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Fight present-bias

The Internet is present-biased. Search engines prioritize the most recent, not the most valuable.  What if you headed left when everyone else lemmings it (yes I just made up that verb) right?  What if you do any of the following (and make up your own): read old books, do old things, use hand tools, listen to records, make your own music, tend a plant, grow your food, hang out with an elder, play with a child, heat your house with wood, walk or bike somewhere instead of in your car…who knows what change you might catalyze?

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Nuke your notifications

Finding it hard to focus? Nuke your notifications. All of them. Get in there in settings on your computer and turn them all off. Then pick your phone and turn them all off too. For fun, each time you turn one off, you can say out loud, “nuke it!” It’s pretty satisfying. Too drastic? Nuke one a day and see if your life falls apart or not. Also notice if you get more of the work done that matters instead.

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Try it out

Try it out. Whatever you’re curious about, whatever theory you’ve read about or listened to that resonates, whatever idea that comes to you about getting beyond a fear. Thinking about something you care about is great. So is being excited about it. And being scared is normal. But nothing beats direct experience, actual experimentation. This is what play looks like. Start with low stakes, small areas to keep concern and worry at bay. Try it out. There’s no way around it, only through it.

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Arrive alive

A peer asked me before a meeting the following week what goal I wanted to achieve between now and then. First thought, best thought: “arrive alive.” It’s a busy time. Lots going on, lots of traveling. Just showing up to things can be a triumph. And breathing is an amazingly wonderful thing I want to keep doing as long as they’ll let me. But it also means metaphorically “alive”. This is deeper. Real life takes so much out of us it’s easier to deaden and put away our vitality. Nope. I want to arrive alive. To whatever I show up for, let me be fully alive. In a world of going through the motions, if you want to be the difference-maker, arrive alive. It may freak some people out. And it will also light up someone who needs to be reminded of what it means to truly be alive.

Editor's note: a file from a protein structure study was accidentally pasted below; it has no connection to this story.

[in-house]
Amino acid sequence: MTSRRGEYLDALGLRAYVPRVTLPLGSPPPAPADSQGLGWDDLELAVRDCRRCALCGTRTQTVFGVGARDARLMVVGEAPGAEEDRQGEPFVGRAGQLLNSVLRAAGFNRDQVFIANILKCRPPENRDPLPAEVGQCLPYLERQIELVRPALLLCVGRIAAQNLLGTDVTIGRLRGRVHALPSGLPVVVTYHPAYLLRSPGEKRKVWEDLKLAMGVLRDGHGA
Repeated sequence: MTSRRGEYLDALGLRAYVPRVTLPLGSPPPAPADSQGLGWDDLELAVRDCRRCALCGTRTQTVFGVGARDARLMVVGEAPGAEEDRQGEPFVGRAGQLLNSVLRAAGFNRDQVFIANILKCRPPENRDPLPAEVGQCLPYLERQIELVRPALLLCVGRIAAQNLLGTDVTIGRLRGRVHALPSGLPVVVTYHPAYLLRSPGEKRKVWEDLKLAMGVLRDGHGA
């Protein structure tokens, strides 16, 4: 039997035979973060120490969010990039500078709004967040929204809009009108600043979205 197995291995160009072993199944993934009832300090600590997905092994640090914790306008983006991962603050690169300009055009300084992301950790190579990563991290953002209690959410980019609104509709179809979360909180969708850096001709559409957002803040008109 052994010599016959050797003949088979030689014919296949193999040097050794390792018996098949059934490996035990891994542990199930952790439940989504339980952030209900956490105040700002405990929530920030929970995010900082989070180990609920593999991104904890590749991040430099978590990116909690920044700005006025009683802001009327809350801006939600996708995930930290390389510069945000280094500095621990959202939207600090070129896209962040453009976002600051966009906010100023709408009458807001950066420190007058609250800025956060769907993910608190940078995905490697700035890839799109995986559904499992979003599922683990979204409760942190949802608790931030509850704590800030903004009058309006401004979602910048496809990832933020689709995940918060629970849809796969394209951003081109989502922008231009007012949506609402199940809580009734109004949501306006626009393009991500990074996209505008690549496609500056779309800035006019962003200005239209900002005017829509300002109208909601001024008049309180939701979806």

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What’s it like in today’s chrysalis?

After a monarch caterpillar is done eating it forms a J shape on the bottom of a leaf and creates a green chrysalis. Inside this pupa, the caterpillar dissolves into a pile of goo. That pile of goo then takes 9 to 14 days to become a butterfly. When we enter a hero’s journey, we descend into the unknown. Who knows what we will transform into? All we know is it feels like being a pile of goo. And sometimes we notice that something is changing and growing, but often it just feels gooey and scary. It’s also where the work happens. It’s where we actually transform. We need all the stages to complete a journey but the action part happens in the unknown part. As a reminder, the outcome of the rest of today is unknown. As is every day for the rest of our lives. Each day is a chrysalis.

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What happens after consumption ends?